[UPHPU] Java and Frameworks (was: MVC)

Ray Hunter bigdog at venticon.com
Thu Nov 11 09:48:50 MST 2004

On Thu, 2004-11-11 at 09:02, John David Anderson wrote:
> <quote who='Ray'>
> > After developing with
> > MVC and frameworks in java, php does not follow the same paradigm. When
> > implementing these types in php there is an overkill to it all.
> <quote>

With this quote i was mainly thinking about persistent reusable objects.

> It seems like the general tenor of the technology world is that Java is 
> better (especially for the 'enterprise') because it requires this rigid 
> framework. I haven't been able to work with Java much on the web - but 
> I've never been able to figure out a straight answer as to whether or 
> not that is true.

To some extent it is. There are many features in java that lend it
toward and enterprise system. For example, I am working on an enterprise
system that will have 1.8 million users and 70K concurrent users. I am
working on transactions and i need to have some of the transaction
features that java provides because they span multiple systems.

> After reading Adv. PHP Programming, George makes me think that there 
> aren't any problems with large-scale PHP applications, and from my 
> short frolic in the land of JSP, it really just seems like PHP to me. I 
> haven't done any servlet stuff, but it seems like you could accomplish 
> the same thing in PHP, essentially.

<plug>the adv. php programming book is a killer book. John, can you do a
review on this book for the group. I think that there are many members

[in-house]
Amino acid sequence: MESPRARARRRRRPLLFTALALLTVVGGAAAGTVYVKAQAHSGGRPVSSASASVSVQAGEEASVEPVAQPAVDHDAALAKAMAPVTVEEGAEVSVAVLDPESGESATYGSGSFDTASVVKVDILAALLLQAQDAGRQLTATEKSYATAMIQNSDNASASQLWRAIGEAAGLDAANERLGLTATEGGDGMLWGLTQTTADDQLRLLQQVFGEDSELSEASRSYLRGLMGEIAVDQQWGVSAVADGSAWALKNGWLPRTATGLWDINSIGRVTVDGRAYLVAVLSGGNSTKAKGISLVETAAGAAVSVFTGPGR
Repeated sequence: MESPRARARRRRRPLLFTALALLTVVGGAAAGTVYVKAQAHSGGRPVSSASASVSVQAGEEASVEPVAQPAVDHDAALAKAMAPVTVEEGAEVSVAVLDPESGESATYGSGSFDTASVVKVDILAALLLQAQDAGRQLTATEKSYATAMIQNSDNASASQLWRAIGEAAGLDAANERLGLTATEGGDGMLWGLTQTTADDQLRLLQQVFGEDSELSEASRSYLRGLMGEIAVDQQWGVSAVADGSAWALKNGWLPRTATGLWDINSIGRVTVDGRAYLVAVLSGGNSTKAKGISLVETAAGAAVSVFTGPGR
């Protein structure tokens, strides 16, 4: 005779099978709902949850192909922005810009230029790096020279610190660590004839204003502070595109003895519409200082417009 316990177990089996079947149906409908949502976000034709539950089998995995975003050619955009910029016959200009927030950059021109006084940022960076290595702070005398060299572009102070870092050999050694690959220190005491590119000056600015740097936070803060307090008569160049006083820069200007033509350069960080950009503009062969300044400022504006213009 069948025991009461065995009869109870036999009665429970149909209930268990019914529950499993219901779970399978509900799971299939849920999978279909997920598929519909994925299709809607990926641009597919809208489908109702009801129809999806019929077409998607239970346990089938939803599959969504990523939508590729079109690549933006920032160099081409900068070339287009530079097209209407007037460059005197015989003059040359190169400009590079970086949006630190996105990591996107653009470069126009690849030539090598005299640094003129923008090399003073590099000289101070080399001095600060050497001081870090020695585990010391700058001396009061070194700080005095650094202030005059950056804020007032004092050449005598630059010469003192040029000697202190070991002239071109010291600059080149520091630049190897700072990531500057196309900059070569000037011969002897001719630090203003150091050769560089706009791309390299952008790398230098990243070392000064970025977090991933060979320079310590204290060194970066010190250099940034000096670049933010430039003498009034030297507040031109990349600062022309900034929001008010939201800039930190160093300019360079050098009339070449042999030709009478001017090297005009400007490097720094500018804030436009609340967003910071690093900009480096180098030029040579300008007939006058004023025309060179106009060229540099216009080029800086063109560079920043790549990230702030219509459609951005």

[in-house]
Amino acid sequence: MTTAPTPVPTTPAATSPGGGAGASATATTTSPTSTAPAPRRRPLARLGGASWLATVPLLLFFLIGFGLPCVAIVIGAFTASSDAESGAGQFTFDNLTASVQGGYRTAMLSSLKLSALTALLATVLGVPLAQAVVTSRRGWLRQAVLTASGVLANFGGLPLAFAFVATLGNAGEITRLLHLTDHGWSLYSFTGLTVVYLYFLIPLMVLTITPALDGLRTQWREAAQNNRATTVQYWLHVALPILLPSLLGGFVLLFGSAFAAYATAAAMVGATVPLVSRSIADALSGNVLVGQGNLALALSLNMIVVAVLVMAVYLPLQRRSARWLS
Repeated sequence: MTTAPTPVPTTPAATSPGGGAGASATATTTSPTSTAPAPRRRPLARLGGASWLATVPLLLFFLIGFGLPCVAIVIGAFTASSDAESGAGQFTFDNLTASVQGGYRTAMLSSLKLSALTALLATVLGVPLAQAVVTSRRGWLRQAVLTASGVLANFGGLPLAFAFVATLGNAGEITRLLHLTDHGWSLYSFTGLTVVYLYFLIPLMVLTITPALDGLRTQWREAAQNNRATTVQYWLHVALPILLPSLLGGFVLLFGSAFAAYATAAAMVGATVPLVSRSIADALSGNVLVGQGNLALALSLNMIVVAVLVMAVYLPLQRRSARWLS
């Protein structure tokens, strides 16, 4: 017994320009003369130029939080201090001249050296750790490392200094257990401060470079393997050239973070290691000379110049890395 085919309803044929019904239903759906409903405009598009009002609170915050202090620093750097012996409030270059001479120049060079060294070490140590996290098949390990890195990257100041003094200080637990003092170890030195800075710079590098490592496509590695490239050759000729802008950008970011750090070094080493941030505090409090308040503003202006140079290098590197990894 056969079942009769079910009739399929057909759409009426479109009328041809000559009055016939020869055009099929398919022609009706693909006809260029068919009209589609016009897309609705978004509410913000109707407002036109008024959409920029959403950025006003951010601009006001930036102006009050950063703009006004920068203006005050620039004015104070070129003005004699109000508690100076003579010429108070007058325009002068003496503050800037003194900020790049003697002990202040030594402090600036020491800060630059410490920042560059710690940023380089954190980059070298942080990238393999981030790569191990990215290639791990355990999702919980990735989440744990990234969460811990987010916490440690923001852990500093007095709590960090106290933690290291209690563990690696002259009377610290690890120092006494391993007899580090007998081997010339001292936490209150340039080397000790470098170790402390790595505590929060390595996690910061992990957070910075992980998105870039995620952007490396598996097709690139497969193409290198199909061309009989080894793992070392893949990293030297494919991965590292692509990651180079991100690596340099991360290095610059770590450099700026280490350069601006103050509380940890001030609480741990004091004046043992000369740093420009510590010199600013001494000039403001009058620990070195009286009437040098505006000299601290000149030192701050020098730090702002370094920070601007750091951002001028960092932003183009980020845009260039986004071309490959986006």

that would love to know more about it. I will also have a copy of it in
our user group library too.</plug>

JSP is just one layer in the large-scale applications. You have
servlets, ejbs, transactions, containers and other features too.
However, I am a big supporter of php for enterprise applications. I
think that there is a alot of "fluff" in many java web applications. I
think that it boils down to "how good is the code".

>  From all I can tell (and I'm no big PHP or Java guru), but PHP is just 
> as good as Java. I personally like PHP because its more flexible and 
> way less verbose. System.out.println.righthere.astext.please("hello") 
> vs. echo "Hi." :o)

Java and PHP are very different languages that have similar features.
Yet, i think that each has its place. I think this also lends to Perl as
well. It really comes down to what requirements your application has and
how you can solve them in the lanuage that you chose. I think that there
are many factors to software development that affect which language and
architecture that you use; for example, available programmers.


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